I know that Brian (the client with an alcohol and depression problem in Part II), is getting somewhere when he corrects me for the first time. It is his fifth session and I have fallen into the trap of thinking I know him. I venture a glib interpretation of some behaviour. "No, it`s not like that!" he blurts out. He blushes. He apologises. It is the first time Brian has not been a 'good client'. Years ago he had learnt to be a 'good son' to appease an abusive father, who not surprisingly also had a problem with drink. Brian went on to became a 'good pupil' who didn`t do too well at school. A 'good friend' who couldn't sustain a relationship. And a 'good worker' who eventually got the sack because of his alcoholism. Maybe I should have provoked Brian into disagreeing with me earlier (or is that me trying to be 'good therapist'?). From the moment he stops deferring to me and listens to his own voice, he begins to make progress.



What choices does the client have?
5 questions to monitor change

Addiction is having no choice. Change means knowing there is choice. The questions in this frame try not to presuppose a 'right' choice. This is an activating-for-change, not directionalising-for-change, model. A client still has to do what a client has to do. The questions presuppose only that the client wishes to do something about X. These are not simple choices. Are you ready to change?


Can you choose to [X] or [not-X] each time?

Every day we do something with the potential to provoke our one-time dependencies. Sitting down to eat. Walking past our favourite pub. Renewing our subscription to an organization we relied upon once for status or self-affirmation. Of course if there is an infinite number of choices between X and not-X polarities (see Resolving Duality below), this may explain why so many people find it easy to slip back into addiction. A way out of this paradox - if polarities have an infinite number of midpoint choices between them, how can X or not-X exist at all? - is not to avoid responsibility and allow external events to move us, but to recognize our personal thresholds: our sense of the X or not-X threshold choices that uniquely predispose us towards one hypothetical endpoint or the other.


Do you wish to fully expand your choices to include the possibility of [X behaviour], or to limit your choices only to [not-X behaviour]?

We may need to prove to ourselves that we can resist X before being ready to choose between X and not-X. And these X and not-X choices have to be taken every time. We live in an addictive society. (18)


Can you choose to avoid any desire for [X] and risk it being triggered unexpectedly, or to allow the desire without thinking you have to act on it?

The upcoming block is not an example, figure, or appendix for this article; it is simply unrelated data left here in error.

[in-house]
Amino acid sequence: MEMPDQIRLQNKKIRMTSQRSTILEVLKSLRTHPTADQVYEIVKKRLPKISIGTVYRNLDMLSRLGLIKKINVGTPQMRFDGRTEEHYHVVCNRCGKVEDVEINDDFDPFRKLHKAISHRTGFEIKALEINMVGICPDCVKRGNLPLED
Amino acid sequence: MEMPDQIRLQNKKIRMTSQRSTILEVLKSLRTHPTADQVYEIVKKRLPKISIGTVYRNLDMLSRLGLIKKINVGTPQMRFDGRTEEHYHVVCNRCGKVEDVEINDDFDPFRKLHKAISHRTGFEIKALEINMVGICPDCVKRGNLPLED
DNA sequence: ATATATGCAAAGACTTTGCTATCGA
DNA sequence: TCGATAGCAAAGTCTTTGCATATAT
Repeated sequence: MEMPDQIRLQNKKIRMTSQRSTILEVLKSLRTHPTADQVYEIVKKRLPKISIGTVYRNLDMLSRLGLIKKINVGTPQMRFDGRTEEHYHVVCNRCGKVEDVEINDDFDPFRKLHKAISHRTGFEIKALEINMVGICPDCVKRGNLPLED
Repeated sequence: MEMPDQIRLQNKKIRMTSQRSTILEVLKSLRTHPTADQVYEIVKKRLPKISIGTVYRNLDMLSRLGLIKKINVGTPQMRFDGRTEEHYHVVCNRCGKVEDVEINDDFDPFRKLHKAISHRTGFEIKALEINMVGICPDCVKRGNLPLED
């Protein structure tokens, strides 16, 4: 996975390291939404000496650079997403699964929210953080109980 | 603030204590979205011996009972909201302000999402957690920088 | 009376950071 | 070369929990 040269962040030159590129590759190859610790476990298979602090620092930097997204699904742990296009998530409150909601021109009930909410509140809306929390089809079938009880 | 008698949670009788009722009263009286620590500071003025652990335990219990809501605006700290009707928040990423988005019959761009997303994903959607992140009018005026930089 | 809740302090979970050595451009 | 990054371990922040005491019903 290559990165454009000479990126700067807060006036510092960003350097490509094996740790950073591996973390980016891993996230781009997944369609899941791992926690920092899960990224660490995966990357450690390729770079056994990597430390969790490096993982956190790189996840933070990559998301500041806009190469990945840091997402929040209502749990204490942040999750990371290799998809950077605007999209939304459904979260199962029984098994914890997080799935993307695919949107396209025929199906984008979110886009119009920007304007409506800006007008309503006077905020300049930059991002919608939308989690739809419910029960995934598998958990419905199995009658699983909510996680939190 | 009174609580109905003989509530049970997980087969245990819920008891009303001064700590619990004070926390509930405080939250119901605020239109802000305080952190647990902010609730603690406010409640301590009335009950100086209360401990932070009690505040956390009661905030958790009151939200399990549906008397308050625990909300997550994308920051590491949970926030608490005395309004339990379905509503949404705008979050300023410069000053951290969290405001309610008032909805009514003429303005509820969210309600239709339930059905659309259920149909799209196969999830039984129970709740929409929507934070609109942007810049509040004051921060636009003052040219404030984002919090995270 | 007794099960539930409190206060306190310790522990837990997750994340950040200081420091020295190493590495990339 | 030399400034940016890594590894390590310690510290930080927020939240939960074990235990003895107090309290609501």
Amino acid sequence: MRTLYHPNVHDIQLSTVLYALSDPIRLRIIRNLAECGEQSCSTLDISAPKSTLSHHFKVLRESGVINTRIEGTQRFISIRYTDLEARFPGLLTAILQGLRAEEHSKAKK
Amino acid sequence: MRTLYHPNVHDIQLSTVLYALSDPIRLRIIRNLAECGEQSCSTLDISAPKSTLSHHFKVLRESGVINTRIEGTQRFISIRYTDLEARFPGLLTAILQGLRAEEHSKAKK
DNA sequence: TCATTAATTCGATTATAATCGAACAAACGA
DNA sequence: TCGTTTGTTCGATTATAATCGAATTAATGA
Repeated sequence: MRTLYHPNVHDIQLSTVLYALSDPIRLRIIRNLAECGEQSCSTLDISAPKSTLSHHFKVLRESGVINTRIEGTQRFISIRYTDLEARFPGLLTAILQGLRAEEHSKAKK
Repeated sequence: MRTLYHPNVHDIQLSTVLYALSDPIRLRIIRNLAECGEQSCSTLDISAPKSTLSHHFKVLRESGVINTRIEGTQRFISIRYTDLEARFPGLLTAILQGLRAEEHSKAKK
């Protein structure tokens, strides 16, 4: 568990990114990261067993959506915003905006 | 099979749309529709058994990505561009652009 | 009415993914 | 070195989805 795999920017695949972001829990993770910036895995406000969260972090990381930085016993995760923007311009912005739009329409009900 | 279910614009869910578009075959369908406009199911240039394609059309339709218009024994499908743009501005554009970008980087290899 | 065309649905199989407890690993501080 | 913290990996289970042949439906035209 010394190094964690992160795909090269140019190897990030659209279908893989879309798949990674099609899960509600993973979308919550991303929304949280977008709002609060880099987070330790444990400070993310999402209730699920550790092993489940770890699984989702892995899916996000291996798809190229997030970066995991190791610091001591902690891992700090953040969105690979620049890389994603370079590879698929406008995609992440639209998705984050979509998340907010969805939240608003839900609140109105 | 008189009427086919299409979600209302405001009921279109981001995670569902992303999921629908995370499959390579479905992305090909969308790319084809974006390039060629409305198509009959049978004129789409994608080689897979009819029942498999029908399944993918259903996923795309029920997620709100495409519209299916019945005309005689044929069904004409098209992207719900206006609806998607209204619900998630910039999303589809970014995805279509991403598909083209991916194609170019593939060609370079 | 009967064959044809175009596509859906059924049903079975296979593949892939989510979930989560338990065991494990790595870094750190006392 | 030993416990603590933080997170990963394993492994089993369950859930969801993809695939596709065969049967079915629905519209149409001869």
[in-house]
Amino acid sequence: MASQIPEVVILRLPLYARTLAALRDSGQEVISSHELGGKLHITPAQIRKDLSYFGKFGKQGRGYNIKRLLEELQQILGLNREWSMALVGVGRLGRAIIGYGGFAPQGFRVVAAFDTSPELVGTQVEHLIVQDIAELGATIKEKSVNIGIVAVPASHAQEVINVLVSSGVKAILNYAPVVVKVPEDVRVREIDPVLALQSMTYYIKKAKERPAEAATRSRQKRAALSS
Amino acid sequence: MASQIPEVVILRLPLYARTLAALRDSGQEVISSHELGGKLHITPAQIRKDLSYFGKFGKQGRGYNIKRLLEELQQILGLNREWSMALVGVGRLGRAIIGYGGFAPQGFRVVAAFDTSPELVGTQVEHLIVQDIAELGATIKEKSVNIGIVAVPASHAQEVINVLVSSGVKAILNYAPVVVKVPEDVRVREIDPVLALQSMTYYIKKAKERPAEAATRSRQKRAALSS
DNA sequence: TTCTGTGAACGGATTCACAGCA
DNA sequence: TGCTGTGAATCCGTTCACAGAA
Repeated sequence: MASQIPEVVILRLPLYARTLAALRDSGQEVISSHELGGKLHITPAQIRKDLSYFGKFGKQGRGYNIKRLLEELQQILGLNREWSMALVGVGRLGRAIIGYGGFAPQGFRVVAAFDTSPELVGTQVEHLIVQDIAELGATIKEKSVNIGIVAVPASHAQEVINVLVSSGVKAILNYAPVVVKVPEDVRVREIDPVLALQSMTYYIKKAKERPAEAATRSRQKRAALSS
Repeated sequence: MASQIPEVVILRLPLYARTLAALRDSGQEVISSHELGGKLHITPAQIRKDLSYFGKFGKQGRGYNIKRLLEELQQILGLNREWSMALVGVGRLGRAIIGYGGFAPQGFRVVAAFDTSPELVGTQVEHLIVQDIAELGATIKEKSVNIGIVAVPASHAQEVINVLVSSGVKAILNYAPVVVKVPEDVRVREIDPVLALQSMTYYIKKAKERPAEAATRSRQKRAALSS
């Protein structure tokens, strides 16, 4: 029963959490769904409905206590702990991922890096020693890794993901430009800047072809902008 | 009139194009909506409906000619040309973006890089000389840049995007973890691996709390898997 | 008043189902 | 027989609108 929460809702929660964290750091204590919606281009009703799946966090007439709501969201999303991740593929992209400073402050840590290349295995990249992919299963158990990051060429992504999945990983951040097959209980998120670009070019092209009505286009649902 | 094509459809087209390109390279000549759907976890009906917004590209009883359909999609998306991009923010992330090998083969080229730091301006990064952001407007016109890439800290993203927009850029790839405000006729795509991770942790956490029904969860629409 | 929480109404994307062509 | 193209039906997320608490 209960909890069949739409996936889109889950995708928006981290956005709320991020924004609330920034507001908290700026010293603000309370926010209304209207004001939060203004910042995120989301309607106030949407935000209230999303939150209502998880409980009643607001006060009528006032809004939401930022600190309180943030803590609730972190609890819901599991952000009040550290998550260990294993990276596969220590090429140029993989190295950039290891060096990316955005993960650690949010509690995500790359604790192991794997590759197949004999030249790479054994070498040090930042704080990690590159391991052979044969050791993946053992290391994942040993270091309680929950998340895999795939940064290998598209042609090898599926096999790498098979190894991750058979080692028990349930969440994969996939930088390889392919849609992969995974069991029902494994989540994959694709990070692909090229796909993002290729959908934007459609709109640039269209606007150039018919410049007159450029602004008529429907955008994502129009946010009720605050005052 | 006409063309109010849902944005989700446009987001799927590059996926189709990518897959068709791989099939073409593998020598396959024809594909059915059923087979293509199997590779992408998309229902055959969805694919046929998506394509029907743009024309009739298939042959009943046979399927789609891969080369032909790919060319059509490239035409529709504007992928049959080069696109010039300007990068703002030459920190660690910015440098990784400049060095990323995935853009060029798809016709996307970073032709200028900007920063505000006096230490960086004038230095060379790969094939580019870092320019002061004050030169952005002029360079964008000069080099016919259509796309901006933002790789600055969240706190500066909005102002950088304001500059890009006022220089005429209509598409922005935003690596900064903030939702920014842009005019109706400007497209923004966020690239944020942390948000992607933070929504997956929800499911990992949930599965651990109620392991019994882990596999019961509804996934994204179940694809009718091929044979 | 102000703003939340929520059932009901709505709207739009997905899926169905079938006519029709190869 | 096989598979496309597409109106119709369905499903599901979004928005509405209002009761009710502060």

The state of unease associated with choice is known to every human being alive. For some people having choice means having to choose, which they can only do if they know the 'right' choice first. Whereas having choice is simply that. It confers freedom because it doesn't have to be chosen. And if you happen to believe that the act of choosing results in the removal of choice: come off it, there are always more choices!


Will you choose the temporary discomforts of desire over the permanent discomforts of possession?

The question accepts that one state must take precedence over the other in a situation where we cannot exist in both. It also acknowledges the unlikelihood of achieving the resolution of all unresolved need in one's life overnight, and contains the barest of hints that desire might be a preferable discomfort (as a state that waxes and wanes) to possession (which could be permanent disaster). As therapist you could accompany your client on a walk down two different timelines into the future to help them experience both desire and possession now. And it is still their choice.

The final question in this audit may also (in Grovian terms at least) be the first; may be asked at any point of departure in-between; and is totally self-reflective:


And what would you like to have happen?

Asking it in this frame does not imply having to make difficult choices in order to answer it. The answer might simply be to expand choice. And in so doing dispel anxiety and resolve duality - the dichotomous choice between quitting or continuing - the source of addictive paradox.


Figure 4: We shall never understand anything until we have found some contradiction.

Figure 4: "We shall never understand anything until we have found some contradiction." (Niels Bohr)

Towards the end of Part II we attempted to deconstruct the typically addictive bind

I can't give up X and I must give up X.